John Hurrell – 27 November, 2020
DE-celerate examines the need to press the pause button, to slow down, reject the notion of progress and capitalism's enthusiasm for waste and mindless profit-making consumerism. These destructive tendencies have been underv attack for many decades, but lately they have been brought into sharper focus by the lethal impact of the pandemic and its exacerbation of unemployment.
Étienne de France, Fiona Clark, Francisco Huichaqueo, Francisco Vidal, John Pule, Kaetaeta Watson, Kimsooja, Mariana Molteni, Maureen Lander, Nathan Pohio, Nicolas Molé, Richard Digoué, Sandra Monterroso, Simane Wenethem, Stevei Houkāmau, Visesio Siasau.
Curated by Gabriela Salgado
5 September - 29 November 2020
Gabriela Salgado’s last show organised for Te Tuhi before she returned to London, DE-celerate examines the need to press the pause button, to slow down, reject the notion of progress and capitalism’s enthusiasm for waste and mindless profit-making consumerism. These destructive tendencies have been under attack for many decades, but lately they have been brought into sharper focus by the lethal impact of the pandemic and its exacerbation of unemployment.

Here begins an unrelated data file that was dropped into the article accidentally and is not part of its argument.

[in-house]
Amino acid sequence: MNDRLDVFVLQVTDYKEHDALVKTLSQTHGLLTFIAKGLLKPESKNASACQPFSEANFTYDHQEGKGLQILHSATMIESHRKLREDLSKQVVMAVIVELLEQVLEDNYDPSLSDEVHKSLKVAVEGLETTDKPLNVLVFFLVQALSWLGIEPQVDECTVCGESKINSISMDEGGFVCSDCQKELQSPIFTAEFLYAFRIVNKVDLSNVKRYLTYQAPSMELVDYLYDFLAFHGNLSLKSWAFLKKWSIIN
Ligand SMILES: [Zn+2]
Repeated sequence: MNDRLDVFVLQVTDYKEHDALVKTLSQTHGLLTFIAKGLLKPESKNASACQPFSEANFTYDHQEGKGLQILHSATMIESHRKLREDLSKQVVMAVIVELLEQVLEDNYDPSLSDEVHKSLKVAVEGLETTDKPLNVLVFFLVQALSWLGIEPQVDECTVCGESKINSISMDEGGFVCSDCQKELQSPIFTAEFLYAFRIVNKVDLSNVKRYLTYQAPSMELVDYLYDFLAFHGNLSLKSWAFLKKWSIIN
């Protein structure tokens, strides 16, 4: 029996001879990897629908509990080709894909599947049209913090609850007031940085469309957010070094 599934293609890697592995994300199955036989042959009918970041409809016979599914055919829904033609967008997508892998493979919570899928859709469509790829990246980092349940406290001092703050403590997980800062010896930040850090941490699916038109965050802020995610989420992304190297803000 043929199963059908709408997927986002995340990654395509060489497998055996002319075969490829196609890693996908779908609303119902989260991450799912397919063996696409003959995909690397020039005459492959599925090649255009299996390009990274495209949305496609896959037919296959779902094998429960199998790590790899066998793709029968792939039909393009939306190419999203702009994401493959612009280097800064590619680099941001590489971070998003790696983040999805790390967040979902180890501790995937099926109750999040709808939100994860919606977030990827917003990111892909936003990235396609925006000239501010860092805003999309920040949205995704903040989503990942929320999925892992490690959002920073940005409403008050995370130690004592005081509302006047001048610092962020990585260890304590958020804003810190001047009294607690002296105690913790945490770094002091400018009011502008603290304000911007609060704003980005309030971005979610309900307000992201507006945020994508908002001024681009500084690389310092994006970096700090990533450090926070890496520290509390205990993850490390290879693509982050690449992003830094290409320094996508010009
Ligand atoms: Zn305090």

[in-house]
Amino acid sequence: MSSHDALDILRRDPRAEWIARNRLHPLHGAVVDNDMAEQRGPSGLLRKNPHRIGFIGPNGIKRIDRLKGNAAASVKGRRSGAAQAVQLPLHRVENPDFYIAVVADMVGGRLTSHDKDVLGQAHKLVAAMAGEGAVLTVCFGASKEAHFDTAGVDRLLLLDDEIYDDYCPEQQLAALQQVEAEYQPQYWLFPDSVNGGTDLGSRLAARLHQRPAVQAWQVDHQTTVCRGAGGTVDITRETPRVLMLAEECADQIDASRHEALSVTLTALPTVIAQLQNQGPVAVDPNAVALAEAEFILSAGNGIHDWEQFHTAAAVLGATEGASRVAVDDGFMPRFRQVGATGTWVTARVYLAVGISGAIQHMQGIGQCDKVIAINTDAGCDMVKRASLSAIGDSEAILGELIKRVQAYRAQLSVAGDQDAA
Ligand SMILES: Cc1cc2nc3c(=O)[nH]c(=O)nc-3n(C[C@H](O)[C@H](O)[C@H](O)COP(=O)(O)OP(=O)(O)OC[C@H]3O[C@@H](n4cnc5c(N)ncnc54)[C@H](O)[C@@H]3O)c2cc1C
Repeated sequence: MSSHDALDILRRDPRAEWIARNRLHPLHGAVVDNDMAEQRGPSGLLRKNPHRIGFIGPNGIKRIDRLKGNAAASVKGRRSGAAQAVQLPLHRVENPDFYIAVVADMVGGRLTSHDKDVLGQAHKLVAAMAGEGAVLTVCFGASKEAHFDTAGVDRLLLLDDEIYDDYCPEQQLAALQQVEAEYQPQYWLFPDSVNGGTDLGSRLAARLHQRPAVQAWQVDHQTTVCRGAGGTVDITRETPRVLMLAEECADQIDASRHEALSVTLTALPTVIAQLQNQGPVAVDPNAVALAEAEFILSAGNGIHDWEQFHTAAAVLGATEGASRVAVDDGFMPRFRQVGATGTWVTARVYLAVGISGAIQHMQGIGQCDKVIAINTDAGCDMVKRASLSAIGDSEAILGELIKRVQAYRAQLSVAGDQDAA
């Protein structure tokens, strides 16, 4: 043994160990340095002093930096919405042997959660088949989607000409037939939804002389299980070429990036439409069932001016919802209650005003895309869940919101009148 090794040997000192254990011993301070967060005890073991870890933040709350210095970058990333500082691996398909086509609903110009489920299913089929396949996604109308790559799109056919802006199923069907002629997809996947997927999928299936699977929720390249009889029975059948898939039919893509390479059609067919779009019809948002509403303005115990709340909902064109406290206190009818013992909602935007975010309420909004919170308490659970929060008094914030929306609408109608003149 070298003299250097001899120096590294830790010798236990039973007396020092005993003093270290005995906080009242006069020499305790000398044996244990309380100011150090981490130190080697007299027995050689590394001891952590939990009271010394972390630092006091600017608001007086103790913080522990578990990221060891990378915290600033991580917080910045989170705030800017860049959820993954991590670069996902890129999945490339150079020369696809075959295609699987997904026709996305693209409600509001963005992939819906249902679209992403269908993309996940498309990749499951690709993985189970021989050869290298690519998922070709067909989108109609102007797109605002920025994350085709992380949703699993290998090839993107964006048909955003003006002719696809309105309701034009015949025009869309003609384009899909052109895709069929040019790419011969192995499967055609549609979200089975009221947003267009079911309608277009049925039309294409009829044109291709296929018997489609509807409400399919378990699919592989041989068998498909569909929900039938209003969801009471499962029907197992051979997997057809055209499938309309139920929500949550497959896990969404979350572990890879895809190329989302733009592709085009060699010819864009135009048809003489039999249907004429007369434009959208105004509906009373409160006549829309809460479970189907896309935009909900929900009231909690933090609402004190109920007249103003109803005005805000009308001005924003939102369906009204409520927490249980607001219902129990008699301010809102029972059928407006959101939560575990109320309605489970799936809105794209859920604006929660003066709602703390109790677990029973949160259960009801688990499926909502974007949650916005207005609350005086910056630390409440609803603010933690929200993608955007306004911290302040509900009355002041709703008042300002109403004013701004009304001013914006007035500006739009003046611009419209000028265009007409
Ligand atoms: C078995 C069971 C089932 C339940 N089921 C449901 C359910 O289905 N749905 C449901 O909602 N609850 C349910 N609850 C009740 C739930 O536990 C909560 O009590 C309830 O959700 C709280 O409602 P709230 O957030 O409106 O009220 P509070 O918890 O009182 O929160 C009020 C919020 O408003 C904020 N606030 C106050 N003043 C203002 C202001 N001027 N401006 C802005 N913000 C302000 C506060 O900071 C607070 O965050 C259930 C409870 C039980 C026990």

Largely through the works of indigenous poets, sculptors and film-makers this wonderful exhibition looks at time cycles, focussed contemplation within concentrated moments, and inventive reusing of global and localised resources. Complex and varied, it celebrates many (hitherto marginal) voices advocating a pulling back from commercial fixations, embracing respect for nature, weather and their essential roles in our collective well-being.